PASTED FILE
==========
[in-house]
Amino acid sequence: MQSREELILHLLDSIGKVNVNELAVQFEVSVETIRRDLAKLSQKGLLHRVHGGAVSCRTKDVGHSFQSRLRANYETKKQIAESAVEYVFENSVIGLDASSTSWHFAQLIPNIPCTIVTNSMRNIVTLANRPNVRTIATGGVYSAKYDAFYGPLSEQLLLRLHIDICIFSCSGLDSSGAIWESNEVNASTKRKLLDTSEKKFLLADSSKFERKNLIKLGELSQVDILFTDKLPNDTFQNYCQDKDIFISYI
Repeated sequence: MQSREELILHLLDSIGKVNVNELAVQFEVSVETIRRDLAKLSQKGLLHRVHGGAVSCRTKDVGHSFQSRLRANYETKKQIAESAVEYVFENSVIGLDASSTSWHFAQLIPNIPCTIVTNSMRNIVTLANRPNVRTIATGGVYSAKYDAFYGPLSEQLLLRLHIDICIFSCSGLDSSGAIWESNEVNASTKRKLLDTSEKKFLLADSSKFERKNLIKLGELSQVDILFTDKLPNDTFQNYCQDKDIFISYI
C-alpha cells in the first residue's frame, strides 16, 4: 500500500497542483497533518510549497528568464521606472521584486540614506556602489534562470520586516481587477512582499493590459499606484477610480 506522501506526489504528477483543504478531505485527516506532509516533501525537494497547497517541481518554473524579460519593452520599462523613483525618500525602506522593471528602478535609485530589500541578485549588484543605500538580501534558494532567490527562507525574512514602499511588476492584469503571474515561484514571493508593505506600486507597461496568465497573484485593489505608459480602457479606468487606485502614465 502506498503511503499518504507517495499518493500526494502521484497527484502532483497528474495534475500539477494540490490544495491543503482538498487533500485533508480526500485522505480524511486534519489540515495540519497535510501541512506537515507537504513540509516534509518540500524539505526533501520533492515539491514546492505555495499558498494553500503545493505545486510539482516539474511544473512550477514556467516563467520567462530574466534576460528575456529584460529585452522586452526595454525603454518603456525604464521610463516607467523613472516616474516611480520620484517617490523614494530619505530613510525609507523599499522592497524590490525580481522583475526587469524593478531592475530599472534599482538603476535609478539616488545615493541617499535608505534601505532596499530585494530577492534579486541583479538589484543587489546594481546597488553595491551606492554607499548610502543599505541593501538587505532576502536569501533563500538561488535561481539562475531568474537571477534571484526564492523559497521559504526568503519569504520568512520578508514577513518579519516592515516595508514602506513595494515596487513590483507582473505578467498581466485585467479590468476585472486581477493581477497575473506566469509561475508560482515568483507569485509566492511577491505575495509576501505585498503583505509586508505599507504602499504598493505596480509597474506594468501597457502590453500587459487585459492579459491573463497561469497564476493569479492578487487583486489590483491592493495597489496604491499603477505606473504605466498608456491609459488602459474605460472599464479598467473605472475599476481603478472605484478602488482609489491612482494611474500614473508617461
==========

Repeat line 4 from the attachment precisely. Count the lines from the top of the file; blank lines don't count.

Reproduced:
C-alpha cells in the first residue's frame, strides 16, 4: 500500500497542483497533518510549497528568464521606472521584486540614506556602489534562470520586516481587477512582499493590459499606484477610480 506522501506526489504528477483543504478531505485527516506532509516533501525537494497547497517541481518554473524579460519593452520599462523613483525618500525602506522593471528602478535609485530589500541578485549588484543605500538580501534558494532567490527562507525574512514602499511588476492584469503571474515561484514571493508593505506600486507597461496568465497573484485593489505608459480602457479606468487606485502614465 502506498503511503499518504507517495499518493500526494502521484497527484502532483497528474495534475500539477494540490490544495491543503482538498487533500485533508480526500485522505480524511486534519489540515495540519497535510501541512506537515507537504513540509516534509518540500524539505526533501520533492515539491514546492505555495499558498494553500503545493505545486510539482516539474511544473512550477514556467516563467520567462530574466534576460528575456529584460529585452522586452526595454525603454518603456525604464521610463516607467523613472516616474516611480520620484517617490523614494530619505530613510525609507523599499522592497524590490525580481522583475526587469524593478531592475530599472534599482538603476535609478539616488545615493541617499535608505534601505532596499530585494530577492534579486541583479538589484543587489546594481546597488553595491551606492554607499548610502543599505541593501538587505532576502536569501533563500538561488535561481539562475531568474537571477534571484526564492523559497521559504526568503519569504520568512520578508514577513518579519516592515516595508514602506513595494515596487513590483507582473505578467498581466485585467479590468476585472486581477493581477497575473506566469509561475508560482515568483507569485509566492511577491505575495509576501505585498503583505509586508505599507504602499504598493505596480509597474506594468501597457502590453500587459487585459492579459491573463497561469497564476493569479492578487487583486489590483491592493495597489496604491499603477505606473504605466498608456491609459488602459474605460472599464479598467473605472475599476481603478472605484478602488482609489491612482494611474500614473508617461